Hey! A box of books arrived in the mail! Did I write that? It was all so long ago… Well, I’ll be… some of this isn’t too bad! Oh dear – I’d change that bit if I could. Too late now… Let’s hope someone else out there reads it and doesn’t hate it.

Phase Thirteen: Reviews, or Silence

With any luck, someone will care enough to read and review the book. I try not to read reviews too carefully – sort of skim through them to see if there’s anything really bad and otherwise file them away and try to ignore them. Ditto with lists of nominations – I have done my best and making it onto long-lists or short-lists is completely beyond my control. This is when I put on my best, ‘whatever will be, will be’ face.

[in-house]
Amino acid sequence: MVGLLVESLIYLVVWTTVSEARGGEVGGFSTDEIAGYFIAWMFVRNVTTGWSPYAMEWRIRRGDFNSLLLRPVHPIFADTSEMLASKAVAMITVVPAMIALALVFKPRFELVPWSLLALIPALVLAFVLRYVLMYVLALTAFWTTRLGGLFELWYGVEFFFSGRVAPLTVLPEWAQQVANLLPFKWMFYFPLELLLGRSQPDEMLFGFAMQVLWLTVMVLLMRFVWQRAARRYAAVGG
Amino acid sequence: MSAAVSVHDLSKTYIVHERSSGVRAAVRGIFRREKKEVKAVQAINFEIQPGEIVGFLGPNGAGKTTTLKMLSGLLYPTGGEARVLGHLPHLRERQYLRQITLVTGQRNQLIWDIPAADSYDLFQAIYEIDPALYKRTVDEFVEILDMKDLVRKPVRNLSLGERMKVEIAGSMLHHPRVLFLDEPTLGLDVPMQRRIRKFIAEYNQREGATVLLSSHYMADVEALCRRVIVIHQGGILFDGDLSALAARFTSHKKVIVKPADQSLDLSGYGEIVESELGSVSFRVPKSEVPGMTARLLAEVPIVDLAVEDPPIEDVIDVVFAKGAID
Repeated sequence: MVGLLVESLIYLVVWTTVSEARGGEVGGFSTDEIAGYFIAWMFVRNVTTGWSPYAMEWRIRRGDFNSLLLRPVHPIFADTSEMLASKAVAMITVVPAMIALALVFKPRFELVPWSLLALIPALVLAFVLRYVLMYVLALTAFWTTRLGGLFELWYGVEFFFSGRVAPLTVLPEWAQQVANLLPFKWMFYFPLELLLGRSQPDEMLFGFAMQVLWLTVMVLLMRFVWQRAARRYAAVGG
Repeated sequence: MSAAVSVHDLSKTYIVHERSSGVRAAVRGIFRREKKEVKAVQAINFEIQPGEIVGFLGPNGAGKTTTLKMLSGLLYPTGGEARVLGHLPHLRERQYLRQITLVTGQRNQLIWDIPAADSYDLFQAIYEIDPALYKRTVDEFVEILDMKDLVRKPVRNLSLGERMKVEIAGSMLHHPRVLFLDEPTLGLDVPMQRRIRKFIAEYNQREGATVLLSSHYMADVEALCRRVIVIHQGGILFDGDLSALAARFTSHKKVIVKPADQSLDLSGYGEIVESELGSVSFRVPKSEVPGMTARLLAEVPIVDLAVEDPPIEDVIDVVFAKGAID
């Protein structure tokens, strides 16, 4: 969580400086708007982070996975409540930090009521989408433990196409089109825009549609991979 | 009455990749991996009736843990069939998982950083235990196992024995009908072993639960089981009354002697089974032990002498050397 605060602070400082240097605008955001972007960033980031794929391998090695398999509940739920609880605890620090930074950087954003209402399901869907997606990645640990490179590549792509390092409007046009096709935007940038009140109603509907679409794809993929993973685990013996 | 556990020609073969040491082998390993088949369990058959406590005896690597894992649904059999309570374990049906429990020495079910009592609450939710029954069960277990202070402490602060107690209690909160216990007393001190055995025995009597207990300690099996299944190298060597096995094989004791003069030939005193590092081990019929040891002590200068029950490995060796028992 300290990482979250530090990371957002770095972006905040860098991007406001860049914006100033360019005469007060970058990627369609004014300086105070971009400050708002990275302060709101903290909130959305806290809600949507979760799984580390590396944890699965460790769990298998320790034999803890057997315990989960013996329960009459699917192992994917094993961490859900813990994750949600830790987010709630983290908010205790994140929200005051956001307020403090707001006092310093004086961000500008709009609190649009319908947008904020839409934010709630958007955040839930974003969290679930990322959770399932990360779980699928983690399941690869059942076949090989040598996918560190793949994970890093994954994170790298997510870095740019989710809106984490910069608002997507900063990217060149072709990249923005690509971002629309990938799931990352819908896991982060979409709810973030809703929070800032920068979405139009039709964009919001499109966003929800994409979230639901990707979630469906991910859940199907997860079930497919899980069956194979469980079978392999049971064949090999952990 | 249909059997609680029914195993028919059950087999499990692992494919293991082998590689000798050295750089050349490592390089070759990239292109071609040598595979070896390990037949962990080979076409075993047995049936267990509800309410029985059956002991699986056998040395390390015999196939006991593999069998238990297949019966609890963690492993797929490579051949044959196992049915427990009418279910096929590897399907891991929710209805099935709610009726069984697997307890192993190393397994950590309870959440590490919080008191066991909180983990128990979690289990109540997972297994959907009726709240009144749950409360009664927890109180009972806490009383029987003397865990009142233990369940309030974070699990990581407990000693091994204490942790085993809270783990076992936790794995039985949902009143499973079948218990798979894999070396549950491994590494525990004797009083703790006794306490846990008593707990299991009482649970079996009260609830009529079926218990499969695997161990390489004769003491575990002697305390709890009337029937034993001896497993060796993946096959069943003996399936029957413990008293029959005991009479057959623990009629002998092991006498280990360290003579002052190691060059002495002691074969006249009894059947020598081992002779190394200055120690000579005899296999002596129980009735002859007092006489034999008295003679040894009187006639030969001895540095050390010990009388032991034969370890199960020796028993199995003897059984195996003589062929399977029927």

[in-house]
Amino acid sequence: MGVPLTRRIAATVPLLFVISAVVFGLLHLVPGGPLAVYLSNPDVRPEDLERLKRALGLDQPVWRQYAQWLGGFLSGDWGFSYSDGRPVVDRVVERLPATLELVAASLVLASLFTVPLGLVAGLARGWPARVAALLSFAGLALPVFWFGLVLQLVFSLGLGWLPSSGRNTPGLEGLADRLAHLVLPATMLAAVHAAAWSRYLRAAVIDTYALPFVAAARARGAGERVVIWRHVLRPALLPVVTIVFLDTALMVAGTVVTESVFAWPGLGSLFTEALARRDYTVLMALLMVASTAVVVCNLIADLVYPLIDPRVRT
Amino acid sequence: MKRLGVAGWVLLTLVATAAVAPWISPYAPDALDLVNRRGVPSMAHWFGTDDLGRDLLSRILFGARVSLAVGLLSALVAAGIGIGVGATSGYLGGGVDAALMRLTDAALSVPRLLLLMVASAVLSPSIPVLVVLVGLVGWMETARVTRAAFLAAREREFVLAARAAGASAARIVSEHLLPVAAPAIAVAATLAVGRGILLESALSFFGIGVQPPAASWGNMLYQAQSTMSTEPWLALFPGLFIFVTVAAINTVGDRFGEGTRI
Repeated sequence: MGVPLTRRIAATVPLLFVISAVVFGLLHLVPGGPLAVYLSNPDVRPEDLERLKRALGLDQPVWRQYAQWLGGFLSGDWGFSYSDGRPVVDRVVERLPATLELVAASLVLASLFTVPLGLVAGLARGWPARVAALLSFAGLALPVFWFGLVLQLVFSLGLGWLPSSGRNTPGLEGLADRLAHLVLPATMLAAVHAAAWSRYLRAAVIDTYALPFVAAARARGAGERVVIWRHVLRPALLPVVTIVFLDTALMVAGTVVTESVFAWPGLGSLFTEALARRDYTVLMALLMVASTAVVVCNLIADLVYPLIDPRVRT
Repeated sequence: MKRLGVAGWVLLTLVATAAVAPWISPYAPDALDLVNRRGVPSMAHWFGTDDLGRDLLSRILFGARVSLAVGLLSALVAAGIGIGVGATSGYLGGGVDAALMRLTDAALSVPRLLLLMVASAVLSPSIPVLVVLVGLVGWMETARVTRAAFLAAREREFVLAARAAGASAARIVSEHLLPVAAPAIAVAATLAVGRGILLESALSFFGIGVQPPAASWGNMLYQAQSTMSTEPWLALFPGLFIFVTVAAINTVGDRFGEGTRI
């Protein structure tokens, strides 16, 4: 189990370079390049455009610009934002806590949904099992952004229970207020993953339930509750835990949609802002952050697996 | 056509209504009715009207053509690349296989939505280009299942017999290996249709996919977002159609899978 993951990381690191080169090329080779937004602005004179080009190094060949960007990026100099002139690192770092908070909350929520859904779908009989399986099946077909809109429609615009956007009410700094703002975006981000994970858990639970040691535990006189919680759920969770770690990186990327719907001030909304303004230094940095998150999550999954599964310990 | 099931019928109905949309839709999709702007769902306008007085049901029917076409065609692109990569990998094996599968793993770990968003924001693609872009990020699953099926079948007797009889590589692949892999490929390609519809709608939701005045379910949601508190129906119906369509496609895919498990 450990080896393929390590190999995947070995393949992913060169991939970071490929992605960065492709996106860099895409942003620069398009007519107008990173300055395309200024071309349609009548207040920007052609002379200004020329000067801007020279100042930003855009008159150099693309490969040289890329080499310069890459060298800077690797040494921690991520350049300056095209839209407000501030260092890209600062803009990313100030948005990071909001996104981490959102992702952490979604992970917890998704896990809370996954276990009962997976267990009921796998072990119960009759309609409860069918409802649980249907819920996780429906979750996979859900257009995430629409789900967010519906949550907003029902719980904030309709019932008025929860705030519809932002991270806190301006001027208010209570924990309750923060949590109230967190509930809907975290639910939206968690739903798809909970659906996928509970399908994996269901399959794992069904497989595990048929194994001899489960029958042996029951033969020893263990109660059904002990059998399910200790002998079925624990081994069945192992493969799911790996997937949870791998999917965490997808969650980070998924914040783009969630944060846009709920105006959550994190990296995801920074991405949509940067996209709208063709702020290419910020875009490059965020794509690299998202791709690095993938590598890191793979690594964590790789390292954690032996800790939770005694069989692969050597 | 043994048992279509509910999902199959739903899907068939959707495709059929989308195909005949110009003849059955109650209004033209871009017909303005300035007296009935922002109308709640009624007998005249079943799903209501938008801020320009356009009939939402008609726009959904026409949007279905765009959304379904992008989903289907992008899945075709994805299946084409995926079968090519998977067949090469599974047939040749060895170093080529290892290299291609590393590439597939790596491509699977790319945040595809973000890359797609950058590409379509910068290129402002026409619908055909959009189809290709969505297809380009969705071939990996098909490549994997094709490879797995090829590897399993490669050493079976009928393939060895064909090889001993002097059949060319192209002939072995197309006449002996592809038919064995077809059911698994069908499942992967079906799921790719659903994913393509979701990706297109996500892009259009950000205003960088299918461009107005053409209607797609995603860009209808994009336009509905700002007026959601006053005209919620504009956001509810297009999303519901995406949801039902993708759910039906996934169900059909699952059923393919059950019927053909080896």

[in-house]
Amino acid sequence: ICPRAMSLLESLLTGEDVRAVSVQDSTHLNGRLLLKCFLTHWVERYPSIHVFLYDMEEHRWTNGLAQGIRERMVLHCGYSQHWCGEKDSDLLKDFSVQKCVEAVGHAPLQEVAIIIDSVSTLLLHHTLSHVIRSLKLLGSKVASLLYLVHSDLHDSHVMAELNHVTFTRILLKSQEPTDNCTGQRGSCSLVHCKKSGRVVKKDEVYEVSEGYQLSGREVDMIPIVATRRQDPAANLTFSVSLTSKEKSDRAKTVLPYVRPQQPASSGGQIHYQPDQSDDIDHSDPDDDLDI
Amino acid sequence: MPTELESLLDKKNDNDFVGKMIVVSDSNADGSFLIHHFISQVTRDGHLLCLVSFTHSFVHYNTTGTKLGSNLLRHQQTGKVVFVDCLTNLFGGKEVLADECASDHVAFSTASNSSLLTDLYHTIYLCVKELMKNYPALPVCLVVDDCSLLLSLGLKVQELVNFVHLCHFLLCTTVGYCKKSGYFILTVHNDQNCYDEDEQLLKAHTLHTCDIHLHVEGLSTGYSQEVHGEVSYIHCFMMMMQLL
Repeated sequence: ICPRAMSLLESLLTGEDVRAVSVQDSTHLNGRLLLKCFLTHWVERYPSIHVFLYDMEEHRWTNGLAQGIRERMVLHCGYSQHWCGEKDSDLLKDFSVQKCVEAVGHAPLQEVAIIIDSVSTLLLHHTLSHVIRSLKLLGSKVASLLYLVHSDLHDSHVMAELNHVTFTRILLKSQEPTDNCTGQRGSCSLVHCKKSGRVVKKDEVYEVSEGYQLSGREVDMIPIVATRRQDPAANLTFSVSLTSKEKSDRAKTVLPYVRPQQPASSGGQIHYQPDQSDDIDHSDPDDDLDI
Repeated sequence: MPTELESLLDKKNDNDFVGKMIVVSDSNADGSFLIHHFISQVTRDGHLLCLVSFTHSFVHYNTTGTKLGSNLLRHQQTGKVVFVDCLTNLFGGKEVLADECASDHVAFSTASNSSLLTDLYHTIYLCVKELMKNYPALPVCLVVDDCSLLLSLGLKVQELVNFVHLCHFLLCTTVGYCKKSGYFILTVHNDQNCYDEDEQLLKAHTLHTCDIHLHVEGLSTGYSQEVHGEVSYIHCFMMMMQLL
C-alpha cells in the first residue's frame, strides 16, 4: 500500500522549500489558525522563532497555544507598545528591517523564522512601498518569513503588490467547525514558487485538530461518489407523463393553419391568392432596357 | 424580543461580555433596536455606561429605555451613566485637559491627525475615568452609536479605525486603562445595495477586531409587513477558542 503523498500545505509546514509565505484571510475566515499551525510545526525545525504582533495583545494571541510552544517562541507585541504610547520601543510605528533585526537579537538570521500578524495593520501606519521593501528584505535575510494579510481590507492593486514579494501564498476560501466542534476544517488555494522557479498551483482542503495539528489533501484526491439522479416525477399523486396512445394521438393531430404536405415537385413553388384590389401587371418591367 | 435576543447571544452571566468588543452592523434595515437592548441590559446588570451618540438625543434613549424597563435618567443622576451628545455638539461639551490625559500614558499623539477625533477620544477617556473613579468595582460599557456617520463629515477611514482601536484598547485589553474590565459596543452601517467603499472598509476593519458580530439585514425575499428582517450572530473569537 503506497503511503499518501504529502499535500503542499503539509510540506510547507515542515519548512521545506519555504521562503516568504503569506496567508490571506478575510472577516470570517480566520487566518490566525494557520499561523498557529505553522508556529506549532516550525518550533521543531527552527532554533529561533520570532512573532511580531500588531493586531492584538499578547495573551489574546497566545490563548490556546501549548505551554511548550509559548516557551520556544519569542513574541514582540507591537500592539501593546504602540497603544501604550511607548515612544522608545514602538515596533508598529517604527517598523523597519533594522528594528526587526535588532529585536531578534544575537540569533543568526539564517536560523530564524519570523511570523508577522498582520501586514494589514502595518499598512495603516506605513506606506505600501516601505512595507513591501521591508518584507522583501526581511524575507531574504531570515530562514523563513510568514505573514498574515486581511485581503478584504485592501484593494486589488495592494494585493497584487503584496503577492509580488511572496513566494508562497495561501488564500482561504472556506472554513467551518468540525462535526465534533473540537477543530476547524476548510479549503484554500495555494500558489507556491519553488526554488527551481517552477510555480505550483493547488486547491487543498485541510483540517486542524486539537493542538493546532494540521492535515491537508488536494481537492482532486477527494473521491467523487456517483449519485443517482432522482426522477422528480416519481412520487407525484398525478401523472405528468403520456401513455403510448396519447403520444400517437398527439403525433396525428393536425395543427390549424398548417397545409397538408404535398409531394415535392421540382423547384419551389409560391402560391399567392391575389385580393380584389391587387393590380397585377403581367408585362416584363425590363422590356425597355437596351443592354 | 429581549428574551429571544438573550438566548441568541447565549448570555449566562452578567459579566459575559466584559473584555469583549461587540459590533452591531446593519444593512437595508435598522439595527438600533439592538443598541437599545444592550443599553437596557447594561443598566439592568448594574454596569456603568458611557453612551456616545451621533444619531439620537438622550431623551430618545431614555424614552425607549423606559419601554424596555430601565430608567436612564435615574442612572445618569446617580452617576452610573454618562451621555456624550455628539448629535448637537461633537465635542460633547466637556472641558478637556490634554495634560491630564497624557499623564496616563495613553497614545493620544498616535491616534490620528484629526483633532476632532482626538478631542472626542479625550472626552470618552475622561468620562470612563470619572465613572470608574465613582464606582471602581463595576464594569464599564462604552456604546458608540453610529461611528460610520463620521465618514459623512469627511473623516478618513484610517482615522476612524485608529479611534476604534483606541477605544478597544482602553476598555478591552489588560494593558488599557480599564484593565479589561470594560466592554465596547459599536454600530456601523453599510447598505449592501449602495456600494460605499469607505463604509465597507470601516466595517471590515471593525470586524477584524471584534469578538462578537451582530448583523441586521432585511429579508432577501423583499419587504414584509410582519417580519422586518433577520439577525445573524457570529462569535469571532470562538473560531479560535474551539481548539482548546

Phase Fourteen: Shockingly short timeframe later…

The book goes out of print. Did it ever exist? Does anyone care? Does anyone else miss the book the way I do now that it’s gone?

Phase Fifteen: Return to Phase One

Because, you know… I’ve got this GREAT IDEA!!

(Images courtesy of the talented photographers at unsplash.com)

patreon-logo

Enjoy the blog? Consider becoming a patron to support the creation of these blog posts, photo essays, and short videos. In return, you’ll have my undying appreciation, but you’ll also get access to Patron-only content, advance peeks at works in progress, and more – all for as little as a buck a month! It’s easy – head on over to Patreon to have a look at how it all works.

Speed Dating With My Daughter

OLYMPUS DIGITAL CAMERA